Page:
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Islam – The New 'Other?'

The New Other
A new ‘other’ is being created. Migrants and in particular those from Islamic countries, are being scapegoated and increasingly being blamed for the world’s problems. Russia’s ‘otherness’ is being replaced by stereotyping of Islam and Islamic peoples. What is the process involved in the creation a new ‘other?’ Will Islam be the West’s new ‘Other?’

Nicolai Petro, Professor of Comparative and International Politics at the University of Rhode Island joins John Harrison to discuss the shifting nature of the relations between nationality and identity. As Professor Petro notes, such relationships evolve and shift over time; responding to political and social context. One of the characteristics of the uncertainty of the current era is that our fundamental perceptions of other cultures and civilisations are moving because they are being changed by those who are able to make changes – elites. We tend to feel best and more productive when reality conforms to our perception of it. If that reality changes quickly then people basically feel disorientated.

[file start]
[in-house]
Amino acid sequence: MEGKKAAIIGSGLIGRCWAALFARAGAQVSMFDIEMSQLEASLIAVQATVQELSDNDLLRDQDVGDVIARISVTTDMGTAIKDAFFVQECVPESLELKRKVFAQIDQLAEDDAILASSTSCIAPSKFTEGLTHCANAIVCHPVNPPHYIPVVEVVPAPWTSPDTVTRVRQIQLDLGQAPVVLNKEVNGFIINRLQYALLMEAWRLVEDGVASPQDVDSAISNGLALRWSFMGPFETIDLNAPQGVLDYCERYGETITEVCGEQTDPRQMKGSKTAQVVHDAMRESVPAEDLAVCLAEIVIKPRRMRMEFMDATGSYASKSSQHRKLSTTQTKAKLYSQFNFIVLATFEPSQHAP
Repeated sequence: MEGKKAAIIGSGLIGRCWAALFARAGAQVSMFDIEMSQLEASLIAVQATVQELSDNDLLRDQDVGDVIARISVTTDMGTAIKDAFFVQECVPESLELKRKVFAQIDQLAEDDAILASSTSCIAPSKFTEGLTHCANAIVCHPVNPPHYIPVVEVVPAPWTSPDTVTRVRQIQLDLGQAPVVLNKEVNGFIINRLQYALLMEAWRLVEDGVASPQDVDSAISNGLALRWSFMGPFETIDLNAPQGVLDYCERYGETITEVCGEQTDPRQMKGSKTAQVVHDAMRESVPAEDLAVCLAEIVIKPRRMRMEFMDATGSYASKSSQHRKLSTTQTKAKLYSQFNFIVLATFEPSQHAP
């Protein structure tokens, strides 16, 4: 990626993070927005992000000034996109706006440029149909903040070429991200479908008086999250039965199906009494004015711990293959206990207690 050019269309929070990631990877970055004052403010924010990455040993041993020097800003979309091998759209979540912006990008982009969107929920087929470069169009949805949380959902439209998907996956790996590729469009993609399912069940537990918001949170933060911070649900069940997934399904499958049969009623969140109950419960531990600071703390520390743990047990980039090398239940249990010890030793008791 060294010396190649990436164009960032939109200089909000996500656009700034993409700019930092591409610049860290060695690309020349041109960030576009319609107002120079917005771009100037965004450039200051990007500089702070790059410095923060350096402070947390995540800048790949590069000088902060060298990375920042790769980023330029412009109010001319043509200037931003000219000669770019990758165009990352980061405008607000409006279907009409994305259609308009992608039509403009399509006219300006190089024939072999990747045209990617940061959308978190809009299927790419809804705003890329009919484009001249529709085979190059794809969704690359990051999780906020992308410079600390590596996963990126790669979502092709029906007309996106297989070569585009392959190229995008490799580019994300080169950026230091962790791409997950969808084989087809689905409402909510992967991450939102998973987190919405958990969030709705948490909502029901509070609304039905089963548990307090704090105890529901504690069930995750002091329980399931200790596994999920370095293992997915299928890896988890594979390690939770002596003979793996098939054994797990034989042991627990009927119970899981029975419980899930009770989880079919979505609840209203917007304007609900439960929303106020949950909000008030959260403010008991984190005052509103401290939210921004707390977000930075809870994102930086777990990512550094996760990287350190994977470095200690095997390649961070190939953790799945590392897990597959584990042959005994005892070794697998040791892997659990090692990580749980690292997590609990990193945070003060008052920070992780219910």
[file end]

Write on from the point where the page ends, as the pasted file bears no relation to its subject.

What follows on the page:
Iraqi Christian forces inspect the damage at the Church of the Immaculate Conception on October 30, 2016 in the town of Qaraqosh (also known as Hamdaniya), 30 kms east of Mosul, after Iraqi forces recaptured it from Islamic State (IS) group jihadists. - Sputnik International
Christianity, Not Islam, World's Most Persecuted Religion - EU Report
An interesting debate ensures around whether the West is regressing to anti-Islamic prejudices based on deep-lying Christian protestant thinking. Professor Petro points out the ‘othering’ process often involves both distancing and utilisation of the ‘other.’ Political leaders tend to be operating on a short time basis in this case ‘othering’ Muslims can be used for the advancement of their own careers. Professor Petro agrees that there has been a historical tradition to isolate white Christian culture from Islamic culture, and to unite to remove the threat of this ‘other.’

The conversation turned to Russia, historically looked upon as a natural ally against Islam. Professor Petro pointed out though that this paradigm is not completely applicable today, because Russia itself recognizes that it is partly Islamic. Russia therefore serves as an example of how to solve the problem of ‘othering’ Islam, because it has assimilated Islam into its own culture. Russia may become less of an ‘other’ in the future, however it will not be completely accepted into western civilisation.

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